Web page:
Article: Powerlifting Vs Bodybuilding

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  1. Registered User
    mrgoodbar0's Avatar
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    Napalm, I don't even know if I'd give the article any credit at all. Usually the trolls are the ones posting comments - not writing articles - except in this case.

    Seriously, the example of a typical workout was "This is a BB workout, and this is a power lifter testing max weight", it wasn't even the same comparison. The whole thing was completely asinine.

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    This is one of the worst articles I have ever read. "Most powerlifters are clinically obese (with no muscle definition)"; they may not have "muscle definition" but they are by no means not muscular. Google Dave Tate and tell me he's not muscular.

    Poor article is poor
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    Completely ignorant article. I would rather be strong with a little of fat than weak and tiny.

    Strength is the building block of athleticism.
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    The douche who wrote this needs to spend more time under a barbell rather than reading some ****ing textbook.
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    The fact that this "author's" sample powerlifting routine was a typical, gradual progressive-overload routine, clearly shows he knows next to nothing about how to achieve maximal strength & speed.
    The best powerlifter's in the world train maximal strength, maximal speed, conditioning, restoration & technique.
    Of course, there are amateur & professional powerlifters who don't know how to train, just like there are amateur & professional bodybuilders who don't know what they're doing either. This "author" is generalizing everybody which is just ignorant.
    Great powerlifters may lift maximally 4-6~ times each week, which not only takes an immense physical toll on someone, but an even greater mental & emotional toll, as well. The ability to recover between sets, exercises & workouts like this requires excellent conditioning.

    Bottom line: powerlifting & bodybuilding = apples & oranges.
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    Originally Posted by 12345 View Post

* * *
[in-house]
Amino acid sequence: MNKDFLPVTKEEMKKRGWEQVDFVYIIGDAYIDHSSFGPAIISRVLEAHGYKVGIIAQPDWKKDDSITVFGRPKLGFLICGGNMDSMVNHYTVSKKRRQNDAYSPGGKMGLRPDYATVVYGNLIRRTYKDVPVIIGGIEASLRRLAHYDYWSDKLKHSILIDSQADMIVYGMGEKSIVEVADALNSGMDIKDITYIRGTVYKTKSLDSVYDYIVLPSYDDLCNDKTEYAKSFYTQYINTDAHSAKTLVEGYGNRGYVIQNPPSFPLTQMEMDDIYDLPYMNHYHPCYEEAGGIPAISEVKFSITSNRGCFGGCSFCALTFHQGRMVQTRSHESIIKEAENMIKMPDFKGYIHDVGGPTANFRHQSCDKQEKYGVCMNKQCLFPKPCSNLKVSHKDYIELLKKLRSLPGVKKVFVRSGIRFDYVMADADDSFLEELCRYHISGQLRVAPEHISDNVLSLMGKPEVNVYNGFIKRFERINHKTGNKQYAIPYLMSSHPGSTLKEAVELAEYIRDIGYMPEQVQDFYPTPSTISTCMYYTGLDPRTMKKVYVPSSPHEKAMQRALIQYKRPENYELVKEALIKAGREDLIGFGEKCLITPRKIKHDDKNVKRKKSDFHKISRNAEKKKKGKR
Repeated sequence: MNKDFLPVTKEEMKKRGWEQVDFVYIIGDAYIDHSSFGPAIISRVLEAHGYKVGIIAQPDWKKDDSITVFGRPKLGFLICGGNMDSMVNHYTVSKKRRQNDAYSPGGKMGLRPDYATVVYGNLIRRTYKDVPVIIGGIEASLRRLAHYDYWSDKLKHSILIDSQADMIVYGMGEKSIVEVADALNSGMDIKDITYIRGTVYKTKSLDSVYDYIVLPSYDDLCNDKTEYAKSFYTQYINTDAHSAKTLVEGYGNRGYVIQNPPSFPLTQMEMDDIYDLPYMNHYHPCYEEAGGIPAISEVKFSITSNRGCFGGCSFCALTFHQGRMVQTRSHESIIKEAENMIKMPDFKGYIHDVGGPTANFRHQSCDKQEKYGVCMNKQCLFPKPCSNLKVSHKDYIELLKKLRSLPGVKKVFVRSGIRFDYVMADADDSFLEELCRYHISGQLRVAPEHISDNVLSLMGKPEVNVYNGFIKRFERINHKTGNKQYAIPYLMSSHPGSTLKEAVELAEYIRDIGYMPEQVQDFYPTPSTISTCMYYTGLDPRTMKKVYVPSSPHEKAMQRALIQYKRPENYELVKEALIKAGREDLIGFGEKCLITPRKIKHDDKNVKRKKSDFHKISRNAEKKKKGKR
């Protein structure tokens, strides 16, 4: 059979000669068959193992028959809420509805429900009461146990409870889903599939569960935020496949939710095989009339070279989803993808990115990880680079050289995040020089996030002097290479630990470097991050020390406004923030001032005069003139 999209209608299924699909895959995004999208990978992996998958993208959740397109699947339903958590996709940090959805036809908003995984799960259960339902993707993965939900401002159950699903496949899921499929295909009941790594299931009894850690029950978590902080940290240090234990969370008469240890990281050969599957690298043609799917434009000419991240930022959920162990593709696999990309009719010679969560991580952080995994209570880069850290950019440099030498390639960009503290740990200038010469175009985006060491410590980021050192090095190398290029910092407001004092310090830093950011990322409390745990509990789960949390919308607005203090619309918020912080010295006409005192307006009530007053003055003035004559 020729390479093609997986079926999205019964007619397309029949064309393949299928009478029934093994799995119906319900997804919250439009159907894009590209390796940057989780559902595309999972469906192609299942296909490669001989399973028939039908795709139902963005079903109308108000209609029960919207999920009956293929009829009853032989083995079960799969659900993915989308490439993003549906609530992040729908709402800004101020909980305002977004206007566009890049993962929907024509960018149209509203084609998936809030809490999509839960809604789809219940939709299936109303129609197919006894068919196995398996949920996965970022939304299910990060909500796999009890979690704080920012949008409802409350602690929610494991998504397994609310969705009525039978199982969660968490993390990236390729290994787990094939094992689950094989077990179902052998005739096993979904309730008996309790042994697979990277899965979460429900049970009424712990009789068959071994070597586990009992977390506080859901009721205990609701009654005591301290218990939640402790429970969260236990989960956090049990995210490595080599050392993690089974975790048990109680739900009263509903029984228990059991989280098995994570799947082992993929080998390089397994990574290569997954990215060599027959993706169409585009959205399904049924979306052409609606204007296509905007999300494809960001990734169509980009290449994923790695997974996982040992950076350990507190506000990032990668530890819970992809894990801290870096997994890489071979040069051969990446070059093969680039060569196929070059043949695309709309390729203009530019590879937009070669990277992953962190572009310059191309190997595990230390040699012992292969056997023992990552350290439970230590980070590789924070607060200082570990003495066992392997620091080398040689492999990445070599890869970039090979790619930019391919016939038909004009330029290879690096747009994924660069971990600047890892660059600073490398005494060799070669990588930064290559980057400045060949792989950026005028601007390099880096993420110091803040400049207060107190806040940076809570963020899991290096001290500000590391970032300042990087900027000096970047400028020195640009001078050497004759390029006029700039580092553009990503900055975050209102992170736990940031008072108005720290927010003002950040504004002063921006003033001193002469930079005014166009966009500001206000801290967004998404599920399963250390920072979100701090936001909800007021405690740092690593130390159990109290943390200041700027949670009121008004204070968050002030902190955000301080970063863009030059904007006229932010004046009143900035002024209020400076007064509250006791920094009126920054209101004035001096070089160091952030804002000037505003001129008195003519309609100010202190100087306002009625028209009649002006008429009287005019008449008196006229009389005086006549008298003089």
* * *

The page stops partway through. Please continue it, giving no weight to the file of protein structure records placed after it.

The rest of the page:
The fact that this "author's" sample powerlifting routine was a typical, gradual progressive-overload routine, clearly shows he knows next to nothing about how to achieve maximal strength & speed.
    The best powerlifter's in the world train maximal strength, maximal speed, conditioning, restoration & technique.
    Of course, there are amateur & professional powerlifters who don't know how to train, just like there are amateur & professional bodybuilders who don't know what they're doing either. This "author" is generalizing everybody which is just ignorant.
    Great powerlifters may lift maximally 4-6~ times each week, which not only takes an immense physical toll on someone, but an even greater mental & emotional toll, as well. The ability to recover between sets, exercises & workouts like this requires excellent conditioning.

    Bottom line: powerlifting & bodybuilding = apples & oranges.
    Agreed.

    On a slightly different note, anyone care to mention a few powerlifting programs I could consider after my cycle? I've never done one and would like to do it for 6-8 weeks...
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    5/3/1
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    Originally Posted by fueledpassion View Post
    Agreed. On a slightly different note, anyone care to mention a few powerlifting programs I could consider after my cycle? I've never done one and would like to do it for 6-8 weeks...
    You could give 531 a try, but ideally you'd want to run it more than 6-8 weeks since it's based on 4 week cycles. If you want to run it for 12 weeks, it'd put 30 lbs on the big three and your military press.

    If you need any more info, shoot me a pm and I'll hook you up.

    I'm so deep into 531 I have an excel file that plans my whole year out for me...
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    Originally Posted by napalm View Post

    You could give 531 a try, but ideally you'd want to run it more than 6-8 weeks since it's based on 4 week cycles. If you want to run it for 12 weeks, it'd put 30 lbs on the big three and your military press.